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Micron to spend $150B on global R&D, production capacity expansion

Micron to spend $150B on global R&D, production capacity expansion

An extreme close-up of a microprocessor that is operating inside a computer system.

Micron Technology, the world’s third-largest DRAM manufacturer, recently announced it would invest $150 billion over the next ten years to expand its manufacturing and research and development capabilities. The Boise, Idaho-based chipmaker stated its global project would involve building new production lines and fabs. As of this writing, it has not indicated where it will establish its new facilities.

However, the company’s executives have had discussions with leaders in the United States, Japan, Taiwan, Europe, and Singapore.

Micron has already taken the first step in bolstering its fabrication resources. It unveiled plans to install cutting-edge extreme ultraviolet lithography (EUV) machines in its Taiwanese fabs by 2024.

Why Micron Is Spending $150 Billion to Expand its Resources

In the context of the post-COVID-19 digitalization wave, Micron’s expansion initiative makes a lot of sense. Like its contemporaries, its sales have risen as consumers and businesses have significantly ramped up their purchasing of electronic devices. Market-leading chipmakers and foundry service providers plan to build new fabs to serve a more digitalized society better.

However, Micron is not spending $150 billion to overtake its rivals, Samsung and SK Hynix, in the memory space.

Micron EVP Manish Bhatia told Nikkei Asia his corporation’s expenditure is not dedicated to raising its bit share. He explained that chasing growth with that strategy could result in a supply glut that would undercut its revenues. Instead, Bhatia noted his firm wants to construct new plants to address the growing demand for memory products.

The chipmaker expects interest in DRAM will rise in the “high teens” every year in the long term. It similarly forecasts the NAND flash memory market will expand by 30 percent over a more extended timeline. By establishing new production lines and facilities, it can take advantage of the industry’s upward trajectory.

On the one hand, the last few years have shown the pitfalls of making decadal projections for the microelectronics field. But on the other, people, businesses, and institutions have made digital tools a more prominent part of modern life post coronavirus outbreak. That development suggests computer, vehicle, mobile device, home appliance, and server manufactures will need memory modules for the foreseeable future.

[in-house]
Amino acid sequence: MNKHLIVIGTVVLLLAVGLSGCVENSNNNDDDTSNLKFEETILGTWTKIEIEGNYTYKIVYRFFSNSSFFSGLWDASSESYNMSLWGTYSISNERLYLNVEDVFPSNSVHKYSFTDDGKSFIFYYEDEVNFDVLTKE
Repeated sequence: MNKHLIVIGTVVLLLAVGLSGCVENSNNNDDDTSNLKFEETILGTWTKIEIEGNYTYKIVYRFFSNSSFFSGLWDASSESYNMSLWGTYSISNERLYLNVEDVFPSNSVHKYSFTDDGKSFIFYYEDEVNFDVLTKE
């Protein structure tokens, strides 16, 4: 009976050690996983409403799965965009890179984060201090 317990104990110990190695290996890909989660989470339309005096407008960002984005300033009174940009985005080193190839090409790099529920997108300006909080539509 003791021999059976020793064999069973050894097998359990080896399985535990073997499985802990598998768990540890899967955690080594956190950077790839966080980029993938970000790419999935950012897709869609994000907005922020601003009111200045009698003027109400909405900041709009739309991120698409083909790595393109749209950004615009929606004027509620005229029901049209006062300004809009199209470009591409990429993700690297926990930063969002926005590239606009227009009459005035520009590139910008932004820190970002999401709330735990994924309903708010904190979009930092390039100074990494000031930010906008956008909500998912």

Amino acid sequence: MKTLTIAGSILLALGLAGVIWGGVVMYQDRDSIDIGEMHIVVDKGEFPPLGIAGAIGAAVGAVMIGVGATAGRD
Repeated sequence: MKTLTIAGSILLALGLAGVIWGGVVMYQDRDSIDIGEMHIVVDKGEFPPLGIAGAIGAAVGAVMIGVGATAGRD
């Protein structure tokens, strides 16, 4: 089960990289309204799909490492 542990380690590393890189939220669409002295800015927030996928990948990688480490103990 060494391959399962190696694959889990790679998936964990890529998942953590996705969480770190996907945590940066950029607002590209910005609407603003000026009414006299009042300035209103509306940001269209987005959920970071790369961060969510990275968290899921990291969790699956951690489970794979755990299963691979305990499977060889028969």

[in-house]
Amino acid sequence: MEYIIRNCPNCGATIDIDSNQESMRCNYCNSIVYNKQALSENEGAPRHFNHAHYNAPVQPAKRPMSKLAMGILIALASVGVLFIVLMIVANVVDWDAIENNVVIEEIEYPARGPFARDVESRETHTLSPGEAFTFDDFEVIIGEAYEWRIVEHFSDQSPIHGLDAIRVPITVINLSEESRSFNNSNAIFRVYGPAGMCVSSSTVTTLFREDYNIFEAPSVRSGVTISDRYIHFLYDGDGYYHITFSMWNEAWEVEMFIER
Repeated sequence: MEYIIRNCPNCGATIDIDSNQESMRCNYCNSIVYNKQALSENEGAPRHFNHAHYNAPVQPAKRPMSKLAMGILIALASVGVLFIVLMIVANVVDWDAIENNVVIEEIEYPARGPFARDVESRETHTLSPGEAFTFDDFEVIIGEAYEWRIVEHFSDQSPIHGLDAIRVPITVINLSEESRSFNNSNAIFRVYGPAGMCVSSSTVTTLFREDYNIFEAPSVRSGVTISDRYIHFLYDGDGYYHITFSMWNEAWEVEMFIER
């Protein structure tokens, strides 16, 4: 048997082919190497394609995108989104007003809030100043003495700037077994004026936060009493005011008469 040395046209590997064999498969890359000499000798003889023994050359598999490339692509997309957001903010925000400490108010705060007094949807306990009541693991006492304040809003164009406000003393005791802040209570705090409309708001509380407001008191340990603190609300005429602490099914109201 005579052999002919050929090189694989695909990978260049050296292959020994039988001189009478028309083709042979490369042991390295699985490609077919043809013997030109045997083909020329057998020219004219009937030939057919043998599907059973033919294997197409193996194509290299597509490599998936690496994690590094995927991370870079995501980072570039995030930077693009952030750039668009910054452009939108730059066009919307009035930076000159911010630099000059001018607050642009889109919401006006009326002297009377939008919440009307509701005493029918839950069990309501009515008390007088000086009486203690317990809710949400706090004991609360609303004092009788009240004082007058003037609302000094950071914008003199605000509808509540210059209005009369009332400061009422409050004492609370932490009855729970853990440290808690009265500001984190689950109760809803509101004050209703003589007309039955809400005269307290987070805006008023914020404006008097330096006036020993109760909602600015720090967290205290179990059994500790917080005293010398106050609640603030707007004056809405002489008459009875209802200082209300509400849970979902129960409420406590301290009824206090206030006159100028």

In addition, Micron has adopted an expansion strategy that accounts for the recent global drive for national semiconductor independence.

Where Will Micron Establish Its New Fabs?

Since the U.S.-China trade war began in 2018, many nations have prioritized bulking up their electronic components’ competency and resources. Several world powers are creating domestic microelectronics ecosystems to avoid supply chain disruption caused by the conflict.

Micron’s new initiative looks poised to capitalize on that trend. So far, the manufacturer has not said where it wants to establish a new production capacity, but it has named some front runners.

CBO Sumit Sadana told Bloomberg his corporation is looking at various areas in the U.S. as potential factory locations. But the executive also said the chipmaker wants federal grants and tax incentives to offset the cost of making components in America. The firm believes operating a new plant in its own country would be 35 to 45 percent more expensive than other regions.

That said, Washington stated bolstering America’s microelectronics fabrication capabilities is a priority. In June, the U.S. Senate passed a $52 billion bill to support the nation’s chip sector, which the White House supports. But Congress has yet to fund any semiconductor industry support legislation. As such, Micron is wise to hold off on breaking ground in the United States since other options are available.

For example, in March, the European Union declared its intention to become a hub of advanced IC production by 2030. The trade block indicated it would pool its financial resources to establish a sizeable domestic parts fabrication infrastructure. Subsequently, Intel revealed it wants to build a $100 billion electronic components ecosystem in the area with the government’s backing.

Given the region’s aggressive development timeline, Micron could also find EU support to construct a new local fab. Along similar lines, the company might also find some eager public partners in East Asia.

Taiwan Semiconductor Manufacturing Company (TSMC) recently announced plans to build an $8.8 billion microelectronics factory in Japan by 2024. The foundry is reportedly splitting the cost of construction with Tokyo, which is keen to support domestic IC infrastructure. As it happens, a Micron executive recently said the firm would be willing to bring its EUV machines to Japan. Since the island country wants to revitalize its chip sector, the firm is a prime candidate for federal subsidies.

At present, Micron’s long-term roadmap is filled with geographical questions marks. But the corporation’s strategic approach to expansion indicates it will maximize its $150 billion capital expenditure.

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